But soon the kids will be wanting to go, so, I tell them to stay where they are and I'll be back in a moment, I want to go all the way round the base. Firstly, the ground isn't even, it slants down towards the sea, secondly it's a long way down in places, and whilst it may not be fatal, the fall would be fantastically painful, almost as painful as Sciatica. Two points that make for a scary circumambulation (take that dictionary), but my boots are sticking to the rock very well and soon I'm out of danger, i'm now facing the cliffs of the Storr, and they are forbidding, the tall thin spire next to the Old man is long on its other axis, but from here it brings me out in anxious leg shakes just to look at it.
The place where the big Dude is attached to the ground, looks like, it's been welded into place, the rock is obviously of a volcanic sort, and that's as far as I go in the field of Geology. But those giants, what a bunch, eh?

I've returned to the spot where I left some children, i'm sure that really happened, no it definitely happened, I really did tell my son and his mate to wait here, so where the Samsons jack are they.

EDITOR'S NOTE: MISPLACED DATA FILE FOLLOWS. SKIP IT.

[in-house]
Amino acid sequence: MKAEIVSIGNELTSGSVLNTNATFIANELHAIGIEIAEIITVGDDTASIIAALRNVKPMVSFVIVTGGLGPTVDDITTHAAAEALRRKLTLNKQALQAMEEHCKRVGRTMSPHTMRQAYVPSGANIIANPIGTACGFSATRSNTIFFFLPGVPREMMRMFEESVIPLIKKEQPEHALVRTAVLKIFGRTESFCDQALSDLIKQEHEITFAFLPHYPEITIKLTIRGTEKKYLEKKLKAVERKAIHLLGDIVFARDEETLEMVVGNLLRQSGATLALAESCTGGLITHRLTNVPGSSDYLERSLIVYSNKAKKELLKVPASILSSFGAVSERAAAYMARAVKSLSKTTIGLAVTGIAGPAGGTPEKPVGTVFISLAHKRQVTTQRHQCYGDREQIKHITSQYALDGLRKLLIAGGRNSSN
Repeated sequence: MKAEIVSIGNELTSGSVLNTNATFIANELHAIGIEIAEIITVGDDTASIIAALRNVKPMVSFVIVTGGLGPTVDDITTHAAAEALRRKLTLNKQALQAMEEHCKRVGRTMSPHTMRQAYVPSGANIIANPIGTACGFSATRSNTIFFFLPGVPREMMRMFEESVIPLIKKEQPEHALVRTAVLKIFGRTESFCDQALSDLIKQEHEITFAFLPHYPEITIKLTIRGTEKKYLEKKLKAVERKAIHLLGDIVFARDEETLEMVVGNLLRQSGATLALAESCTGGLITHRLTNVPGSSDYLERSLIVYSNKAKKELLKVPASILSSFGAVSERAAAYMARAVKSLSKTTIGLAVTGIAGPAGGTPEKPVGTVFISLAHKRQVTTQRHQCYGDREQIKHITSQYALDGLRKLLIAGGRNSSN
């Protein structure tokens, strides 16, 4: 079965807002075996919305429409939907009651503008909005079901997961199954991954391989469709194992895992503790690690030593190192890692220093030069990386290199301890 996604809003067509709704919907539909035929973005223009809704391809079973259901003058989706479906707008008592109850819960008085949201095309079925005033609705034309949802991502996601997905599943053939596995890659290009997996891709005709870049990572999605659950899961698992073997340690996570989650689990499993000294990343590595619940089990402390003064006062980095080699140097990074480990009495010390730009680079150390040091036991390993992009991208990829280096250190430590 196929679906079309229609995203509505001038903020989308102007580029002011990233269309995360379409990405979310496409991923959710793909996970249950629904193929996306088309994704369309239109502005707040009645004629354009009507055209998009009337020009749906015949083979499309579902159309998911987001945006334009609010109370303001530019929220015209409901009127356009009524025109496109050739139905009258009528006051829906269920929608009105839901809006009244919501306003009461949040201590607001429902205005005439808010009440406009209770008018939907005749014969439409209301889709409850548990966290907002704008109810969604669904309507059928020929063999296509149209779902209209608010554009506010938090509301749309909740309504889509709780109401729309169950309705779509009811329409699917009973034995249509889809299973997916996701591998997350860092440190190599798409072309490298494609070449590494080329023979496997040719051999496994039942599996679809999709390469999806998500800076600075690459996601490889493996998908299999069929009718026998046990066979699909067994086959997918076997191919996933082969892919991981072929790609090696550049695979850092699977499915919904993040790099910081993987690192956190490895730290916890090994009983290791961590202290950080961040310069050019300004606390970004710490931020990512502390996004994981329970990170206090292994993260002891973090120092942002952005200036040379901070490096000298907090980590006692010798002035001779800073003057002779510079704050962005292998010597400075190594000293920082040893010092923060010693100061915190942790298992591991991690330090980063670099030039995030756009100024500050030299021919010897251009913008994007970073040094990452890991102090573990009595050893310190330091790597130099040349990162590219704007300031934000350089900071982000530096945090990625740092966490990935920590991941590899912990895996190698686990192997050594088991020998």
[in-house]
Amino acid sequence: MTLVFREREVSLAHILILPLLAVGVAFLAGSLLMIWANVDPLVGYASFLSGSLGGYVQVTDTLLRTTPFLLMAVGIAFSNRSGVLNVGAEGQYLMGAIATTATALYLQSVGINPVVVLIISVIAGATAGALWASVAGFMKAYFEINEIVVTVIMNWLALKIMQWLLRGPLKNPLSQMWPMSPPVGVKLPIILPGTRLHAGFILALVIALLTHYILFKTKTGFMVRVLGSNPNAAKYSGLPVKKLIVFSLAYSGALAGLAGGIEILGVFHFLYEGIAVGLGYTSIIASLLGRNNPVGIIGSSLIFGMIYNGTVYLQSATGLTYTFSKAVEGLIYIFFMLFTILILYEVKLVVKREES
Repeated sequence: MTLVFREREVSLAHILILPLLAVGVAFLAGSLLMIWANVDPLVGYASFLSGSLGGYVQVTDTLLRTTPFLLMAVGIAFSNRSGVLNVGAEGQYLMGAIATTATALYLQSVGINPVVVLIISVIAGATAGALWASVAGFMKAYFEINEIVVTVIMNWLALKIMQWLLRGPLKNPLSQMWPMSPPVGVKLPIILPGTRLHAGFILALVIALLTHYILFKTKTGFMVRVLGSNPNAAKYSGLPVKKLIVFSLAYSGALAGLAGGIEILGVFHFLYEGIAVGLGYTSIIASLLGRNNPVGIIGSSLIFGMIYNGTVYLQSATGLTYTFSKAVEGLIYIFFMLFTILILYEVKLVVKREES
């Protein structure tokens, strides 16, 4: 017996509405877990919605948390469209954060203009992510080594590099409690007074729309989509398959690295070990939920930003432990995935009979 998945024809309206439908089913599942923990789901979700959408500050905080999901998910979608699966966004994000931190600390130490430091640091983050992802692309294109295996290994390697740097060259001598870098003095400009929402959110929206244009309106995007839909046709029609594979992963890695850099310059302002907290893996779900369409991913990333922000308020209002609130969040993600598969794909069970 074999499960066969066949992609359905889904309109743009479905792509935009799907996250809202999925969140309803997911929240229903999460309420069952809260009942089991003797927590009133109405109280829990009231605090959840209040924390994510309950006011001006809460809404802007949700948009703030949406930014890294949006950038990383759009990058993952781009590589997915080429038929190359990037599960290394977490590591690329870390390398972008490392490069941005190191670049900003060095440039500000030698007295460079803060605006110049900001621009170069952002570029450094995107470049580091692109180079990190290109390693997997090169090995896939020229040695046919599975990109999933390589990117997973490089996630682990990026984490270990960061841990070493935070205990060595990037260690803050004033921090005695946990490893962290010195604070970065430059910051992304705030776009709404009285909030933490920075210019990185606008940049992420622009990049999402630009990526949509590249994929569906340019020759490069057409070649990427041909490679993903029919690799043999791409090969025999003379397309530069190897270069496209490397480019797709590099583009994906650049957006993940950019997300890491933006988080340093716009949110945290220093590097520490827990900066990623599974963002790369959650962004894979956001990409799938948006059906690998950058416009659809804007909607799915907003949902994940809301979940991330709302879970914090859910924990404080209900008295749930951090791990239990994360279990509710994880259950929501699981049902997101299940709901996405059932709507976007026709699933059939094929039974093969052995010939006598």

I catch up with them shortly and deliver the deserved speech about safety in the hills, then we run all the way back to the car, dead safe.

Long Meg & Her Daughters (Stone Circle) — Images

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Little Meg (Stone Circle) — Images

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Glassonby (Ring Cairn) — Images

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Showing 1-50 of 6,940 posts. Most recent first | Next 50
After visiting over a thousand ancient places and driving between fifteen to twenty thousand miles every year I can only conclude that I'm obsessed with these places, and finding this website seven years ago only compounded that obsession, at least I'm not alone anymore.

My favourite places are:

Ring of Brodgar
Balnauran of Clava
Nine stones close
Bryn Celli Ddu
The Druids circle (penmaenmawr)
HafodyGors Wen
Gwal y Filiast
Grey Wethers
Boscawen Un
La Roche au Fees
Talati De Dalt

and these are only the ones that immediatly spring to mind, so many stones and not enough lifetimes.

My TMA Content: